The growing divorce rate in America has led to the creation of various types of spousal support where one ex-spouse is required to pay the other. In most cases, the higher-earning spouse is required to pay the lower earner a certain amount, although there are exceptions to this. The tax rules use to be different based on what kind of support was provided, with alimony being tax deductible. But under the Tax Cuts and Jobs Act, that is no longer the case.

This article explores the factors that determine how spousal support is classified and subsequently taxed.

Key Takeaways

  • Alimony and child support are the two types of financial assistance that are awarded to ex-spouses, depending on the circumstances.
  • In the past, alimony was tax deductible for the payor and reportable as taxable income by the recipient; following the passage of the new tax law, alimony is no longer deductible.
  • Child support payments have never been tax deductible and remain not available to report as a deduction.

Types of Spousal Support

There are two main types of support that are awarded to ex-spouses today: alimony and child support. Both types of support are awarded by a divorce decree, written agreement of separation or decree of support. Failure to pay either one of them can result in further legal action, including garnishment of tax refunds of the payor or additional litigation by the rightful recipient. Different regions have different laws outlining the consequences of nonpayment.

Alimony Is No Longer Deductible

This type of spousal support is often awarded in divorces where children are not involved. Prior to the passing of the Tax Cuts and Jobs Act, alimony payments were reportable as an above-the-line deduction, deductible by the payor and reportable as taxable income by the recipient.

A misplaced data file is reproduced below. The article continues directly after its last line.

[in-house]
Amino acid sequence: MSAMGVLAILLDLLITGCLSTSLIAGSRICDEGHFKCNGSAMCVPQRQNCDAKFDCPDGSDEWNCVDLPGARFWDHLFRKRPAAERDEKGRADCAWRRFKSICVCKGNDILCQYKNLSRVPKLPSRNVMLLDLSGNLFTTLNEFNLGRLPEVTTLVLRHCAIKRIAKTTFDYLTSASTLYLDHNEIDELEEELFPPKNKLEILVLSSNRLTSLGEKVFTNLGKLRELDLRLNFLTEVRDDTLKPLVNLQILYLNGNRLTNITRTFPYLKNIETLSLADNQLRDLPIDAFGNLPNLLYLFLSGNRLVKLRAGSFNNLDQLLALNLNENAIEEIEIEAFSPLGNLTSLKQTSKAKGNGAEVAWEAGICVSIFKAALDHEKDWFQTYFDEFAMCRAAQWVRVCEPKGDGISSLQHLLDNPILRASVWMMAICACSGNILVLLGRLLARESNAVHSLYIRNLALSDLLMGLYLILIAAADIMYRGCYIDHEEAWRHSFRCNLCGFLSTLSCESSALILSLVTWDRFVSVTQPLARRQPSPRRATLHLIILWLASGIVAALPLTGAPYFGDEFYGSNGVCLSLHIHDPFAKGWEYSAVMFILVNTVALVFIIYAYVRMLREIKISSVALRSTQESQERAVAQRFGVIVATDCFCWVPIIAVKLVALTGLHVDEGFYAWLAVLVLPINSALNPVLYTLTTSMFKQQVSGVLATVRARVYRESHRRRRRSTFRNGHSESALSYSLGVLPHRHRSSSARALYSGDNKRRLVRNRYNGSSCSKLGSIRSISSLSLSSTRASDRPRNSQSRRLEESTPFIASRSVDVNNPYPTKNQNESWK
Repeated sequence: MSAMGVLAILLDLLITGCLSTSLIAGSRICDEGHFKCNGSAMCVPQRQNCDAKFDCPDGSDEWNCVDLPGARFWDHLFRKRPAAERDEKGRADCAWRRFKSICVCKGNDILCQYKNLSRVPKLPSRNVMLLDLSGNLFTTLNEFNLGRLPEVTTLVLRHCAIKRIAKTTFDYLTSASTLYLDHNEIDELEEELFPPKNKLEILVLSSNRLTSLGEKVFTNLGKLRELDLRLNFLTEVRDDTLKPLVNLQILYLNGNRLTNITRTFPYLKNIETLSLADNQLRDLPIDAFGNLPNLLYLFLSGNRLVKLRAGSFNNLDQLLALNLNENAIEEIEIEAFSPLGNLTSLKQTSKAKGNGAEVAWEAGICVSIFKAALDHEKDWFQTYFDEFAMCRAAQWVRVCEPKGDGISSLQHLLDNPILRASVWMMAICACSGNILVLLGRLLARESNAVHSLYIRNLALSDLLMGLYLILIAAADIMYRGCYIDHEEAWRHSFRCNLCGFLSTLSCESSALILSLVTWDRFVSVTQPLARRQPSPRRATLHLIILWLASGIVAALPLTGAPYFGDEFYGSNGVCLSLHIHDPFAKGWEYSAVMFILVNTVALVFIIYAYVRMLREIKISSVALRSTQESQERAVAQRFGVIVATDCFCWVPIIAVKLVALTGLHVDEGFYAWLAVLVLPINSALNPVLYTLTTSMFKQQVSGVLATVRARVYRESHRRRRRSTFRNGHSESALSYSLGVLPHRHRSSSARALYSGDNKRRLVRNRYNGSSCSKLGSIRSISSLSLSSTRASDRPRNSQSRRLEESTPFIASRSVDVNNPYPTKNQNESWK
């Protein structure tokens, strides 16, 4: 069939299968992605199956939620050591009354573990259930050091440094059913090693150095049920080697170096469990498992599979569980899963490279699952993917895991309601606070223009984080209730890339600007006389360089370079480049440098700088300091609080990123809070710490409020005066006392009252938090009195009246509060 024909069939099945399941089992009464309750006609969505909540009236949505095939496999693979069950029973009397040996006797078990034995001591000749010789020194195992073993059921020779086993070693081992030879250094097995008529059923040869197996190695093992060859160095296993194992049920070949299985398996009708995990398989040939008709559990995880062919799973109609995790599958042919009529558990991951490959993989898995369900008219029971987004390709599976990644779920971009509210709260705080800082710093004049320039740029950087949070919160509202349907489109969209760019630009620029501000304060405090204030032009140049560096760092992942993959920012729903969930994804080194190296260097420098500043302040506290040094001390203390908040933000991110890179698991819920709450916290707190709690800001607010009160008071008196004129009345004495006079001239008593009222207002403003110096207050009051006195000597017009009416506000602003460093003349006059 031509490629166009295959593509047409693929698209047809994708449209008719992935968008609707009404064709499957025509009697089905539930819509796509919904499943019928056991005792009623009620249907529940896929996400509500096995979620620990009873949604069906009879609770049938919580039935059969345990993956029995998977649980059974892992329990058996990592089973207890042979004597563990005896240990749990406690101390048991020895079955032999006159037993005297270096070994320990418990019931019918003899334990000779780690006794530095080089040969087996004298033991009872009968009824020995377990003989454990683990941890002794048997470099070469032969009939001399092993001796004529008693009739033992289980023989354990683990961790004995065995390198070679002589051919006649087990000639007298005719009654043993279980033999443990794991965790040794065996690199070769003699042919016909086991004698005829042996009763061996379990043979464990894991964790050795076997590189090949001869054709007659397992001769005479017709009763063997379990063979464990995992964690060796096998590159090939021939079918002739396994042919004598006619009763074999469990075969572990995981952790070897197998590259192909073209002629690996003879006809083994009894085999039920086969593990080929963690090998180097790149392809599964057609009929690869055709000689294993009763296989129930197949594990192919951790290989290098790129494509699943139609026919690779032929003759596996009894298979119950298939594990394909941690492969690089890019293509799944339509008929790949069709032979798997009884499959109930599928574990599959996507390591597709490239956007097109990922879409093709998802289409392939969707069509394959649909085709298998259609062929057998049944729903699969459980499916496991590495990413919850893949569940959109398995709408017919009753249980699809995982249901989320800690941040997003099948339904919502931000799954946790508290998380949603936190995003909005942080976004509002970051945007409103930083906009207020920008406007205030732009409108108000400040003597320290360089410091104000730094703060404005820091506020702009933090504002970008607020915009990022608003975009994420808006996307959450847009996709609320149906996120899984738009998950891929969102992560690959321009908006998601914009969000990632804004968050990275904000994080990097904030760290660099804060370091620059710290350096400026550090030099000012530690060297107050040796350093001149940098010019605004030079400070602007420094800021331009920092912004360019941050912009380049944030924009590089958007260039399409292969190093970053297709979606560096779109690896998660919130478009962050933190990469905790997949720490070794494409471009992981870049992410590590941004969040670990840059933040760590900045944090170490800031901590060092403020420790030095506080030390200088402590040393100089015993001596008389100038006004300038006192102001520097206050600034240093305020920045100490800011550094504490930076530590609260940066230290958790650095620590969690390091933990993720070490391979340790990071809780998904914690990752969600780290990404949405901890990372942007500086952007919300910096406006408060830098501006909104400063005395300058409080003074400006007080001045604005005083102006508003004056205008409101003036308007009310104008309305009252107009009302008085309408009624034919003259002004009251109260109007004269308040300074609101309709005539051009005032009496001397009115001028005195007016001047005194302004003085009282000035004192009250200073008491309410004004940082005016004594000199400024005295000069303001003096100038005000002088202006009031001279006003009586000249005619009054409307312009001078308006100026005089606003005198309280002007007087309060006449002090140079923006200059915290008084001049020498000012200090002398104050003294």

The rules surrounding this included that alimony had to be clearly specified in the divorce, had to be mandatory and payments made either voluntarily or outside the terms of the divorce agreement couldn't count as alimony. Additionally, only cash could count as deductible alimony, no transfer of property or any other possessions.

However, with the passage of the Tax Cuts and Jobs Act, alimony is no longer available as a deduction. Couples who finalized their divorce and seperation no later than December 31, 2018, were able to take the deduction when filing their 2018 taxes.

Alimony was previously tax deductible but is not any longer, following the passage of the Tax Cuts and Jobs Act.

Child Support Is Not Deductible

This form of spousal support is specifically designated to benefit any children of the ex-spouse. Child support is not deductible by the payor or reported as taxable income by the recipient. Certain events pertaining to the children, such as their reaching the age of majority or moving out of the house, result in a modification to child support requirements. Both the IRS and state governments have the authority to garnish any tax refunds in an effort to collect delinquent child support.

Property Settlements and QDROs

Any initial division of property resulting from divorce is usually considered a tax-free exchange of property by the IRS. The recipient takes on the basis of any property received and pays no income tax upon its transfer. Any type of IRA or retirement plan transferred from one spouse to another under a qualified domestic relations order (QDRO) is also considered a tax-free exchange of property.

Which Type of Payment Is Better?

From a tax perspective, alimony payments previously favored the payor, while child support payments were more beneficial to the recipient. However, with the new law, neither payment has a tax advantage for the payor. There are several factors divorcing couples should consider when determining the nature and amount of payments to be made. Who will claim the dependency exemptions and child tax credit for any children involved as dependents is one issue. If one spouse's income is too high to take advantage of the tax benefits, it may be wise to allow the other spouse to do so, perhaps in return for lower child support payments or other financial arrangements.

If the receiving spouse's income is fairly low, receiving alimony payments may have little or no impact upon his or her income, and therefore may be elected in return for other benefits to be provided by the payor, such as a more favorable custody agreement. The nature of the payment requirements also depends on the overall circumstances of the divorce.

The Bottom Line

Divorcing couples should recognize it is in both parties' best interests to know these rules and plan accordingly. Failure to understand the tax implications spousal payments resulting from divorce can lead to missed credits and deductions, ultimately reducing the income of both parties involved. Couples who are contemplating divorce or who have begun the divorce process may be wise to consult a professional with specialized training in the financial ramifications of divorce, such as a certified divorce specialist